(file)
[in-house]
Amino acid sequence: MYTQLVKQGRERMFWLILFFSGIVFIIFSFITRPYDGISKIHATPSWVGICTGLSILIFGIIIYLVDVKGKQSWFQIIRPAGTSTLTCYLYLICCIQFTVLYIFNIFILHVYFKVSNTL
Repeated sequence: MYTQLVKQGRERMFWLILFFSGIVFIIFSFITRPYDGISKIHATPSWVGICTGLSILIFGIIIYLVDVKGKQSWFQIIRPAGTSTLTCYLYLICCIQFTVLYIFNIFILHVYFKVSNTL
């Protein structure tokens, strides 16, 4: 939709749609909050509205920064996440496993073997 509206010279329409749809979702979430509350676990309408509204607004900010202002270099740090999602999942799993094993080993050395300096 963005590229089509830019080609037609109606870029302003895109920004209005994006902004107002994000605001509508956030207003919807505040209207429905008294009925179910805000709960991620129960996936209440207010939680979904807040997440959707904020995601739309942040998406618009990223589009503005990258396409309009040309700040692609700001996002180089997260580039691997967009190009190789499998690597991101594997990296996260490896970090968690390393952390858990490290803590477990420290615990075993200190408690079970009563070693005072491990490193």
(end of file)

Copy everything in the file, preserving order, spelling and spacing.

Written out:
[in-house]
Amino acid sequence: MYTQLVKQGRERMFWLILFFSGIVFIIFSFITRPYDGISKIHATPSWVGICTGLSILIFGIIIYLVDVKGKQSWFQIIRPAGTSTLTCYLYLICCIQFTVLYIFNIFILHVYFKVSNTL
Repeated sequence: MYTQLVKQGRERMFWLILFFSGIVFIIFSFITRPYDGISKIHATPSWVGICTGLSILIFGIIIYLVDVKGKQSWFQIIRPAGTSTLTCYLYLICCIQFTVLYIFNIFILHVYFKVSNTL
């Protein structure tokens, strides 16, 4: 939709749609909050509205920064996440496993073997 509206010279329409749809979702979430509350676990309408509204607004900010202002270099740090999602999942799993094993080993050395300096 963005590229089509830019080609037609109606870029302003895109920004209005994006902004107002994000605001509508956030207003919807505040209207429905008294009925179910805000709960991620129960996936209440207010939680979904807040997440959707904020995601739309942040998406618009990223589009503005990258396409309009040309700040692609700001996002180089997260580039691997967009190009190789499998690597991101594997990296996260490896970090968690390393952390858990490290803590477990420290615990075993200190408690079970009563070693005072491990490193």